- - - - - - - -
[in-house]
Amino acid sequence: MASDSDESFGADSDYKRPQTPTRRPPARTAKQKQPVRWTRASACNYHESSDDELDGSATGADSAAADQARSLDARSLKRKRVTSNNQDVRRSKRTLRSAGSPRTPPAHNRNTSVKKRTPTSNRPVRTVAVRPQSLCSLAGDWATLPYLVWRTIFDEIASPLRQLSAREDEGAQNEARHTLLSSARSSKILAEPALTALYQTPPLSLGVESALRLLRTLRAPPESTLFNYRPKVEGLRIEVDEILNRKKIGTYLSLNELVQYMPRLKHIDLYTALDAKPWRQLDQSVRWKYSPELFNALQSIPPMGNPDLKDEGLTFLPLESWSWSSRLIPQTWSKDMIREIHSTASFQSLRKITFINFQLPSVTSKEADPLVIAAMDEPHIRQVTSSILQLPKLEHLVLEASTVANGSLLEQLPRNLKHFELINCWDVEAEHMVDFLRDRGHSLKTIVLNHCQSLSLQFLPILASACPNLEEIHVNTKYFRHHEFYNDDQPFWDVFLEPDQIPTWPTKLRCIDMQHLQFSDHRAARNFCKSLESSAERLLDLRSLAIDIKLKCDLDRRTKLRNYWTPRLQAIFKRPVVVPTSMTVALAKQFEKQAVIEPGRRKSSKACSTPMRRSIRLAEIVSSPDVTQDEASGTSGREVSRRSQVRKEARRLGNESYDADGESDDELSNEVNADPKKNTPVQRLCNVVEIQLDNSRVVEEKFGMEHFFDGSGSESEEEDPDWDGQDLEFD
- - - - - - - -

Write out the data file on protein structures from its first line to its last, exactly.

[in-house]
Amino acid sequence: MASDSDESFGADSDYKRPQTPTRRPPARTAKQKQPVRWTRASACNYHESSDDELDGSATGADSAAADQARSLDARSLKRKRVTSNNQDVRRSKRTLRSAGSPRTPPAHNRNTSVKKRTPTSNRPVRTVAVRPQSLCSLAGDWATLPYLVWRTIFDEIASPLRQLSAREDEGAQNEARHTLLSSARSSKILAEPALTALYQTPPLSLGVESALRLLRTLRAPPESTLFNYRPKVEGLRIEVDEILNRKKIGTYLSLNELVQYMPRLKHIDLYTALDAKPWRQLDQSVRWKYSPELFNALQSIPPMGNPDLKDEGLTFLPLESWSWSSRLIPQTWSKDMIREIHSTASFQSLRKITFINFQLPSVTSKEADPLVIAAMDEPHIRQVTSSILQLPKLEHLVLEASTVANGSLLEQLPRNLKHFELINCWDVEAEHMVDFLRDRGHSLKTIVLNHCQSLSLQFLPILASACPNLEEIHVNTKYFRHHEFYNDDQPFWDVFLEPDQIPTWPTKLRCIDMQHLQFSDHRAARNFCKSLESSAERLLDLRSLAIDIKLKCDLDRRTKLRNYWTPRLQAIFKRPVVVPTSMTVALAKQFEKQAVIEPGRRKSSKACSTPMRRSIRLAEIVSSPDVTQDEASGTSGREVSRRSQVRKEARRLGNESYDADGESDDELSNEVNADPKKNTPVQRLCNVVEIQLDNSRVVEEKFGMEHFFDGSGSESEEEDPDWDGQDLEFD